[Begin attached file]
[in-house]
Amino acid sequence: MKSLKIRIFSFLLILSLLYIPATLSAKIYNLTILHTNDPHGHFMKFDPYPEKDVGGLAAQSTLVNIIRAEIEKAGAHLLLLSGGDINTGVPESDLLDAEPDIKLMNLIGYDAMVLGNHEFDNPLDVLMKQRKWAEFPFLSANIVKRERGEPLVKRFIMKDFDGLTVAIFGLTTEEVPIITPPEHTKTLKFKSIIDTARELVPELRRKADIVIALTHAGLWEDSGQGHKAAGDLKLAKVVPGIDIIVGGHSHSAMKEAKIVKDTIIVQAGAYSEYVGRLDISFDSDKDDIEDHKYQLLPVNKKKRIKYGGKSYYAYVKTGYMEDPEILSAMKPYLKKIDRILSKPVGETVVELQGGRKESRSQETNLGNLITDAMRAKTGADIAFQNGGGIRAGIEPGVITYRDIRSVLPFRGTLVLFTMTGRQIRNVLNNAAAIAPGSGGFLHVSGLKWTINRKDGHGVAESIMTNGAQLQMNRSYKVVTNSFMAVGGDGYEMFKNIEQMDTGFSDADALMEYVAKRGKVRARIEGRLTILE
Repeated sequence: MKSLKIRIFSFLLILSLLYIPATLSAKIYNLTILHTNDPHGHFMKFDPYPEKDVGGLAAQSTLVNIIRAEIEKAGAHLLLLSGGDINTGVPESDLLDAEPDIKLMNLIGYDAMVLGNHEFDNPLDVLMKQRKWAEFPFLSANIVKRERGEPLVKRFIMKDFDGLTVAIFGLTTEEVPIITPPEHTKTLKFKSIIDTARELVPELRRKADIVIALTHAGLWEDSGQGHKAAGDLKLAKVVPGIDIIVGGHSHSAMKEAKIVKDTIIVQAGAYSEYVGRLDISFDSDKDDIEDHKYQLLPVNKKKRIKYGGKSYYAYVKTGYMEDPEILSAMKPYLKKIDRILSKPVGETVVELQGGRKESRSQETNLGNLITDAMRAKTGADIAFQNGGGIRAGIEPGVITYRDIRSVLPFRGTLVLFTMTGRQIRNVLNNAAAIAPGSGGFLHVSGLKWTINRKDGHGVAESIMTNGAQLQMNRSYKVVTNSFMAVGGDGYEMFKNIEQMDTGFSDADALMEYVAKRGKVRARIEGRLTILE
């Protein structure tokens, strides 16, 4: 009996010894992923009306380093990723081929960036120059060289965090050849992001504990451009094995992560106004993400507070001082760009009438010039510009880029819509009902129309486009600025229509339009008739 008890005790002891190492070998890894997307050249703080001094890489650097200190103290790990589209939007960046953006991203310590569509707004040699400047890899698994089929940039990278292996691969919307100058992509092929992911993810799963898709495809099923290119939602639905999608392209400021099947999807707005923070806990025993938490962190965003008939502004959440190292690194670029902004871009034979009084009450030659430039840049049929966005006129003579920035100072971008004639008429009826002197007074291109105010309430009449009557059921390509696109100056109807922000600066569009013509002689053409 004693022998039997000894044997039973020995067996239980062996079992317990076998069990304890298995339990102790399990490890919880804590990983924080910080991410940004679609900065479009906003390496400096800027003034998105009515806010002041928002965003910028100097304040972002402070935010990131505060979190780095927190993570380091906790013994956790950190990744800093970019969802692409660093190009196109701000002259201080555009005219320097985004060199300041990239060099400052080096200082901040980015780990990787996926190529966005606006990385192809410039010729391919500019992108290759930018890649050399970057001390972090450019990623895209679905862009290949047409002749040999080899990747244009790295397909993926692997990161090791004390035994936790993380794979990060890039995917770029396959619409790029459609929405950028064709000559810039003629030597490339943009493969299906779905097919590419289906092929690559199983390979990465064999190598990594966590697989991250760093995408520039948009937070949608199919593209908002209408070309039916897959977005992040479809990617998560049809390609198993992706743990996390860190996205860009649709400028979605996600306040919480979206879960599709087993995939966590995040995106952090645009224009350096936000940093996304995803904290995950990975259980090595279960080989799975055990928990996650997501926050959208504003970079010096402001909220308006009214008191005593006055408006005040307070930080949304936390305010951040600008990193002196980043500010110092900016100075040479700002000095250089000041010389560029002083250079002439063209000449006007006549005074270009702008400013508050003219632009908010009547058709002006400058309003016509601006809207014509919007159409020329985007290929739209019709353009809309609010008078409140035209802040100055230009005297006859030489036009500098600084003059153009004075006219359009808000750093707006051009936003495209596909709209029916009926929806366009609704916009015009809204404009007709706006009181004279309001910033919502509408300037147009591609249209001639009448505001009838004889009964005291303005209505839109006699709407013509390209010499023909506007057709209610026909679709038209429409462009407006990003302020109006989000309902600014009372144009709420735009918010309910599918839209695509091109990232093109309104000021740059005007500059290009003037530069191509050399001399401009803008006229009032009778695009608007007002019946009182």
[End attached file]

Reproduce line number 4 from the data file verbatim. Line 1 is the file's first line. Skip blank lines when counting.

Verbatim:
């Protein structure tokens, strides 16, 4: 009996010894992923009306380093990723081929960036120059060289965090050849992001504990451009094995992560106004993400507070001082760009009438010039510009880029819509009902129309486009600025229509339009008739 008890005790002891190492070998890894997307050249703080001094890489650097200190103290790990589209939007960046953006991203310590569509707004040699400047890899698994089929940039990278292996691969919307100058992509092929992911993810799963898709495809099923290119939602639905999608392209400021099947999807707005923070806990025993938490962190965003008939502004959440190292690194670029902004871009034979009084009450030659430039840049049929966005006129003579920035100072971008004639008429009826002197007074291109105010309430009449009557059921390509696109100056109807922000600066569009013509002689053409 004693022998039997000894044997039973020995067996239980062996079992317990076998069990304890298995339990102790399990490890919880804590990983924080910080991410940004679609900065479009906003390496400096800027003034998105009515806010002041928002965003910028100097304040972002402070935010990131505060979190780095927190993570380091906790013994956790950190990744800093970019969802692409660093190009196109701000002259201080555009005219320097985004060199300041990239060099400052080096200082901040980015780990990787996926190529966005606006990385192809410039010729391919500019992108290759930018890649050399970057001390972090450019990623895209679905862009290949047409002749040999080899990747244009790295397909993926692997990161090791004390035994936790993380794979990060890039995917770029396959619409790029459609929405950028064709000559810039003629030597490339943009493969299906779905097919590419289906092929690559199983390979990465064999190598990594966590697989991250760093995408520039948009937070949608199919593209908002209408070309039916897959977005992040479809990617998560049809390609198993992706743990996390860190996205860009649709400028979605996600306040919480979206879960599709087993995939966590995040995106952090645009224009350096936000940093996304995803904290995950990975259980090595279960080989799975055990928990996650997501926050959208504003970079010096402001909220308006009214008191005593006055408006005040307070930080949304936390305010951040600008990193002196980043500010110092900016100075040479700002000095250089000041010389560029002083250079002439063209000449006007006549005074270009702008400013508050003219632009908010009547058709002006400058309003016509601006809207014509919007159409020329985007290929739209019709353009809309609010008078409140035209802040100055230009005297006859030489036009500098600084003059153009004075006219359009808000750093707006051009936003495209596909709209029916009926929806366009609704916009015009809204404009007709706006009181004279309001910033919502509408300037147009591609249209001639009448505001009838004889009964005291303005209505839109006699709407013509390209010499023909506007057709209610026909679709038209429409462009407006990003302020109006989000309902600014009372144009709420735009918010309910599918839209695509091109990232093109309104000021740059005007500059290009003037530069191509050399001399401009803008006229009032009778695009608007007002019946009182």